Newspaper article THE JOURNAL RECORD

Lowering Trading Increments May Wound Stock Middlemen

Newspaper article THE JOURNAL RECORD

Lowering Trading Increments May Wound Stock Middlemen

Article excerpt

NEW YORK -- Wall Street's middlemen could lose as much as $3 billion a year as the U.S. securities industry adopts new procedures designed to make trading less expensive for investors.

"Trading is a zero sum game," said Samuel Hayes, a professor at Harvard Business School. "The winners are the investors. The losers are the vendors."

The vendors here are specialists and market makers, the middlemen who profit from the difference or "spread" between the price at which stocks are bought and sold. Since the 18th century, stocks traditionally traded in increments of eighths of a dollar, meaning there's 12.5 cents between the best-priced bid for stock and the lowest offer to sell. That convention is endangered. Wednesday, the American Stock Exchange started trading in increments of sixteenths of a dollar, or 6.25 cents. Meanwhile, representatives of all the nation's major stock exchanges will meet next week to consider a computer upgrade to allow minimum stock quotes as fine as one sixty-fourth of a dollar, or 1.6 cents. Academics, regulators, and exchange officials expect spreads to narrow, to the benefit of institutional and individual investors. "Savings (for investors) could be as much as $3 billion," said Junius Peake, a professor of finance at the University of Northern Colorado. Peake estimates that investors may save an average of 1 cent on every share that's traded. About 264 billion shares traded in 1996. These changes come as the Securities and Exchange Commission and Congress apply pressure on Wall Street to narrow spreads. The House of Representatives is considering a bill requiring U.S. markets to move to decimal pricing, with penny increments. Using smaller fractions blunts criticism that stocks should trade in decimals and is quicker because exchanges can adopt new pricing procedures with fewer computer changes. Markets outside the U.S. trade in decimals. Bernard L. Madoff Investment Securities accelerated the shift last week, when it said it would begin posting prices for New York Stock Exchange-listed stocks in increments of one-sixteenth. Madoff is the largest arranger of trades for brokerage firms outside traditional exchanges, handling 10 percent of the transactions in NYSE stocks. …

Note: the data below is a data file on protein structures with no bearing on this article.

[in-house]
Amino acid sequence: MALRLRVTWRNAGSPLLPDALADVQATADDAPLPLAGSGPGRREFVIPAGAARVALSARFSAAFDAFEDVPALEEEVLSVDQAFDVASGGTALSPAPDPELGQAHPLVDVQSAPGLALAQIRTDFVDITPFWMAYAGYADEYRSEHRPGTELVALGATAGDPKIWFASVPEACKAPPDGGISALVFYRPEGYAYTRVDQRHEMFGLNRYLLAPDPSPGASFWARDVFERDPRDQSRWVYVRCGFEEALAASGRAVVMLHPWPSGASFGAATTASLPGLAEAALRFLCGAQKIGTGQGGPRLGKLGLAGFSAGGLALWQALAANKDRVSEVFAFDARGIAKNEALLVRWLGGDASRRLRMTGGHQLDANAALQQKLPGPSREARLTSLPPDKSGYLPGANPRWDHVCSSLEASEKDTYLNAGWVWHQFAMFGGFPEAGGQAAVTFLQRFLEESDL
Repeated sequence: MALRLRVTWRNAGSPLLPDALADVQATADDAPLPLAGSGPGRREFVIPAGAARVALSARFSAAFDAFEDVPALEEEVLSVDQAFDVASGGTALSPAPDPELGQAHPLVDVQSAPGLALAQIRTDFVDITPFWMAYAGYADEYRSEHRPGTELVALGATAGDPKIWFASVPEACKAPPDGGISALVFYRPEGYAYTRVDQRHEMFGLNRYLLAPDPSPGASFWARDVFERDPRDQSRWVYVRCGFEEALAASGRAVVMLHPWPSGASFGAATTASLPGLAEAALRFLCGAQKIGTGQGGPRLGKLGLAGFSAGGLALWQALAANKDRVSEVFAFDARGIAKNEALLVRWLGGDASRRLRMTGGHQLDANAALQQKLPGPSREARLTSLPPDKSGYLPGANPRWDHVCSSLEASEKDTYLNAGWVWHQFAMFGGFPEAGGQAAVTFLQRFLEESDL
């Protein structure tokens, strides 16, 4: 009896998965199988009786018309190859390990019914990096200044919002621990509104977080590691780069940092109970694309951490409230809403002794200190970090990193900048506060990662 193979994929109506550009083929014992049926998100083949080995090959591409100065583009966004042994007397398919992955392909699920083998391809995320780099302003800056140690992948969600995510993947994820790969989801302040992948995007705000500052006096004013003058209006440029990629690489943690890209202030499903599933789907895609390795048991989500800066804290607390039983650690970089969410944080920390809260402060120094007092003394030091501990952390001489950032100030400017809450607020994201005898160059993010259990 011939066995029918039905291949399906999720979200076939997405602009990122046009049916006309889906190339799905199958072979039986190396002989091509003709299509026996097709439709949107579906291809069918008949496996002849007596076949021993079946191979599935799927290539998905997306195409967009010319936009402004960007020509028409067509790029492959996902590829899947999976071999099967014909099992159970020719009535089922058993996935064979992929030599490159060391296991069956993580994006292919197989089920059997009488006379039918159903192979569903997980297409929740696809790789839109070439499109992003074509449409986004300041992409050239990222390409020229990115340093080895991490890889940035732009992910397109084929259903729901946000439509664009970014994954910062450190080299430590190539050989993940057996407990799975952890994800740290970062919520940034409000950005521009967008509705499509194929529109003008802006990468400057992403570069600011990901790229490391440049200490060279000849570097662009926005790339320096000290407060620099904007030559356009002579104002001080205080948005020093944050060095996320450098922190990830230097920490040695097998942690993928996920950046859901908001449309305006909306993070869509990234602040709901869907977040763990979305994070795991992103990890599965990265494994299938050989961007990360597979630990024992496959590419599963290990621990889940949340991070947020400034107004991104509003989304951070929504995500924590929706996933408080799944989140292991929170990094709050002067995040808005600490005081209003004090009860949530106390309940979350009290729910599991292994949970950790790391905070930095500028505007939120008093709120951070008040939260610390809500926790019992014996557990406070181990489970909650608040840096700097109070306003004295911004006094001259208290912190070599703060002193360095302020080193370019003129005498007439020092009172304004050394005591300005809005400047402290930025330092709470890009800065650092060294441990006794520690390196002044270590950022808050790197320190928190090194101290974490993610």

Search by... Author
Show... All Results Primary Sources Peer-reviewed

Oops!

An unknown error has occurred. Please click the button below to reload the page. If the problem persists, please try again in a little while.